A Chinese solar power company will invest $10 billion in Malaysian manufacturing

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A Chinese solar power company will invest $10 billion in Malaysian manufacturing
A man walks between solar panels at a solar power plant under construction in Aksu, in China’s Xinjiang Uyghur Autonomous Region, in a file photo.

A Chinese solar power company has agreed to invest $10 billion in Malaysia over the next 15 years, as Chinese firms look to Southeast Asia to expand production and avoid “obstacles” imposed by Western countries, according to a business leader on Friday.

According to Tan Yew Sing, president of the Malaysia-China Chamber of Commerce, Chinese firms prefer doing business in Southeast Asia over other parts of the world due to synergy with Beijing’s One Belt, One Road (OBOR) projects in the region.

“China is eager to work in Malaysia because the United States and Western countries are increasing the barriers to Chinese investment there. They are looking into ASEAN countries, the Middle East, and Africa,” Tan told BenarNews, an RFA-affiliated online news service.

“Of the three regions, ASEAN remains their favourite, owing to the One Belt, One Road policy,” he added.

The Malaysian government announced on Thursday that Risen Energy Co. Ltd, a private Chinese company, would invest 42.2 billion ringgit (US $10.1 billion) in its first major plant in Southeast Asia from 2021 to 2035. It will be located in the state of Kedah’s northern region.

According to Asrul Hadi Abdullah Sani, director of the Malaysia office of political consultancy firm Bower Group Asia, the Chinese firm’s investment was “timely” for Malaysia, which has been struggling to attract foreign direct investment.

“The federal government has previously been chastised for failing to attract FDI,” Asrul told BenarNews. According to government data, FDI inflows into Malaysia fell 56% in 2020.

The Chinese company’s investment in a solar project, which comes on top of Beijing’s donation of 500,000 doses of the Sinovac COVID-19 vaccine, will strengthen the Sino-Malaysian relationship, he said.

Also on Thursday, the US announced a ban on imports from Hoshine Silicon Industry Co. Ltd, a major Chinese producer of polysilicon, due to allegations of forced labour of Uyghurs in the Xinjiang Uyghur Autonomous Region.

Washington also blacklisted units of three other Chinese companies, some of which are major producers of monocrystalline silicon and polysilicon, both of which are used in the production of solar panels.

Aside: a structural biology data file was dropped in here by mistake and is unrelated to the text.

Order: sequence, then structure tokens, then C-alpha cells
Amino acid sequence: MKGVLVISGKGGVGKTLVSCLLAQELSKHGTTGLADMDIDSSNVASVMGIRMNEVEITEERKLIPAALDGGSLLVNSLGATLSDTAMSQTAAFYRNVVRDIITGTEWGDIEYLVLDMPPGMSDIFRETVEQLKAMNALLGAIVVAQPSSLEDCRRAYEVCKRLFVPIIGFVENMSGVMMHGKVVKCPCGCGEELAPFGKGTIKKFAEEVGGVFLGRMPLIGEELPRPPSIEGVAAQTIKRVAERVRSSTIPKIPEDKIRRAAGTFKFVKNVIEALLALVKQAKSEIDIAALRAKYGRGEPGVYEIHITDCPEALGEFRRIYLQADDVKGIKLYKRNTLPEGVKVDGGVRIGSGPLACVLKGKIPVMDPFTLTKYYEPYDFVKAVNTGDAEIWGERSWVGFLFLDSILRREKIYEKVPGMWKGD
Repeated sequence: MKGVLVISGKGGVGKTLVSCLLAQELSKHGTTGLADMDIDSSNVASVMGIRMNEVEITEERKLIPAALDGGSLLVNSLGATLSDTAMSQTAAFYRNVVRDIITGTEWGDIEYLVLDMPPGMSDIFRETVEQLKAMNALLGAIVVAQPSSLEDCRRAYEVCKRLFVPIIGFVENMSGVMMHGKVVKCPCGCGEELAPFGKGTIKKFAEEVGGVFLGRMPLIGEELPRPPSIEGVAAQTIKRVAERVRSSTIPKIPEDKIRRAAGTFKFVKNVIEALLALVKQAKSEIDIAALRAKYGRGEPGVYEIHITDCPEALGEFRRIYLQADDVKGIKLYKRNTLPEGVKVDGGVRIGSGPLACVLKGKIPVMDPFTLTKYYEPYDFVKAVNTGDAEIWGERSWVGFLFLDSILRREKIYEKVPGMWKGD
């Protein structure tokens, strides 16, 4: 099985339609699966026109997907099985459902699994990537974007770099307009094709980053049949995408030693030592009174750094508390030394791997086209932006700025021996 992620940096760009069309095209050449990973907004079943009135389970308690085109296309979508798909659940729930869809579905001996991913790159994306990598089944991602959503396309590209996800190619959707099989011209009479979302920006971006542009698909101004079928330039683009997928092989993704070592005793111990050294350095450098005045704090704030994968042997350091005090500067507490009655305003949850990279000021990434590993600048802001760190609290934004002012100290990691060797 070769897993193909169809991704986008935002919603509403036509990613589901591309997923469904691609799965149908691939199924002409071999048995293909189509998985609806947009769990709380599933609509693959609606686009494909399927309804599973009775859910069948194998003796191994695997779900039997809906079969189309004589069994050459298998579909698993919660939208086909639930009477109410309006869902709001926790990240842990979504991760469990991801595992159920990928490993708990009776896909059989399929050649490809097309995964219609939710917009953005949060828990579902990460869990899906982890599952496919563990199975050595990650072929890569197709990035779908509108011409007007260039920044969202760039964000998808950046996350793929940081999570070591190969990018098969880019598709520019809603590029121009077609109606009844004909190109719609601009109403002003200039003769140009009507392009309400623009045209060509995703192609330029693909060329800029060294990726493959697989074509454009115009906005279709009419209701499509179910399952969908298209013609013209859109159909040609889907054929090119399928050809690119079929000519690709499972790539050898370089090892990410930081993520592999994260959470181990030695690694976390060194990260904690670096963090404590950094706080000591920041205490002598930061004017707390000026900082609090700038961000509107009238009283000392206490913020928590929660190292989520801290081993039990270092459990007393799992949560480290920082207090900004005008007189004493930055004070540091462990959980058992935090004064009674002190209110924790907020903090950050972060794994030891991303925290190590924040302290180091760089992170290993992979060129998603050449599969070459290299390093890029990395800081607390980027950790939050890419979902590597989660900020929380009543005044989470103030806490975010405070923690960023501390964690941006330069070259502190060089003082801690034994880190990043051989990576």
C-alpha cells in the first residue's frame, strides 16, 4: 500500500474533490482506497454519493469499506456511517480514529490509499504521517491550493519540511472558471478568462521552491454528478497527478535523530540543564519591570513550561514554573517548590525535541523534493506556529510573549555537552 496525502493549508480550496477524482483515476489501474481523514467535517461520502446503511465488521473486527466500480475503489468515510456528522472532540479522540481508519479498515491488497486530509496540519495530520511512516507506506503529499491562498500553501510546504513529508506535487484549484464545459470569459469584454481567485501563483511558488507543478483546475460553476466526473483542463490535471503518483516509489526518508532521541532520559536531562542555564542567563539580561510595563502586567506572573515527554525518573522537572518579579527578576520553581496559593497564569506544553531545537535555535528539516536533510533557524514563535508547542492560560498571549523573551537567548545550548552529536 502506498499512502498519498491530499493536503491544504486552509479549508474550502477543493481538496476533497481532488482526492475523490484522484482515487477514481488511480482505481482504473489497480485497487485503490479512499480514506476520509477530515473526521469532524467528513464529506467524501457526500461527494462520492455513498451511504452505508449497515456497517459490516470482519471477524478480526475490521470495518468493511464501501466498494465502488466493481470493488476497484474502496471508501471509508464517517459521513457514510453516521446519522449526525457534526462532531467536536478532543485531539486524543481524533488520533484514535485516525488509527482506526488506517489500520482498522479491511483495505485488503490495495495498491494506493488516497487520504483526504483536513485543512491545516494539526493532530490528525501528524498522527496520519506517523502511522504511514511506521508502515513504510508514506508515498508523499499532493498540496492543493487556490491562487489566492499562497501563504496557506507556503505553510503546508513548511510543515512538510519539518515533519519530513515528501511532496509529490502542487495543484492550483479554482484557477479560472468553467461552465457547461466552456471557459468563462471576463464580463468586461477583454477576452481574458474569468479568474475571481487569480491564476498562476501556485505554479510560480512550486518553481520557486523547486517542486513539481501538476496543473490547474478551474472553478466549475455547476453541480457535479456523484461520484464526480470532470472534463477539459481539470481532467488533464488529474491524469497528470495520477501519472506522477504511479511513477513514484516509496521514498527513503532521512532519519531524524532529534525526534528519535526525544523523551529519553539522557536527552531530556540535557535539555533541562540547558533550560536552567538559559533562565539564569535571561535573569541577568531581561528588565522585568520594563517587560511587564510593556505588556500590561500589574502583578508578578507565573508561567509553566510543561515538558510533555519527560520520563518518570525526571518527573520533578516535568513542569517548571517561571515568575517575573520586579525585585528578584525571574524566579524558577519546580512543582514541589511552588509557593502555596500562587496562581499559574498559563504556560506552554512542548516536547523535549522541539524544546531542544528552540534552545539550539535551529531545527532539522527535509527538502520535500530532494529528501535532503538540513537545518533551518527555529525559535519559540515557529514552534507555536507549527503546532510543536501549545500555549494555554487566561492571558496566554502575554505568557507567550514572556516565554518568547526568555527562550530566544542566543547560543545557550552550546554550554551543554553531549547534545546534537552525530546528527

According to Bernreuter Research, a German research firm, more than 90% of all solar panels that generate electricity require polysilicon – a purified variant of the grey silicon metal made of quartz – and four of the world’s five largest producers of polysilicon are based in China.

Malaysia’s prime minister and minister of International Trade and Industry made no mention of where Risen Energy’s Malaysian factory would obtain polysilicon. However, they stated that the Chinese company would manufacture solar cells and panels through its Malaysian subsidiary, Risen Solar Technology Sdn Bhd.

The Prime Minister’s Office did not respond immediately to BenarNews’ request for information, and the Ministry of International Trade referred the news service to a public statement on the investment.

In Malaysia, six other solar power companies are in operation, three of which are Chinese.

Meanwhile, a trade ministry source, who requested anonymity because he was not authorised to speak to reporters, told BenarNews that Risen Energy’s Malaysian facility had begun construction.

The new facility is expected to be completed by the end of the year and operational by the first quarter of 2022, according to a statement from Mohamed Azmin Ali, the minister of International Trade and Industry.

For the first five years, the facility is expected to have an annual production capacity of three gigatonnes (3GW) of high-efficiency photovoltaic (solar) modules “to meet growing global demand,” according to Azmin. It is also expected to generate 3,000 new jobs over the next 15 years.

Azmin’s office told BenarNews that once the facility is completed, technical experts from China will be brought in for training.

Risen Energy Co. Ltd.’s chairman and president, Xie Jian, stated that the company chose Malaysia because of its strategic location in Southeast Asia.

“Furthermore, Malaysia has abundant raw materials, [a] high quality of human resources, and harmonious ethnic relations in which people get along well,” he said, according to a trade ministry statement.

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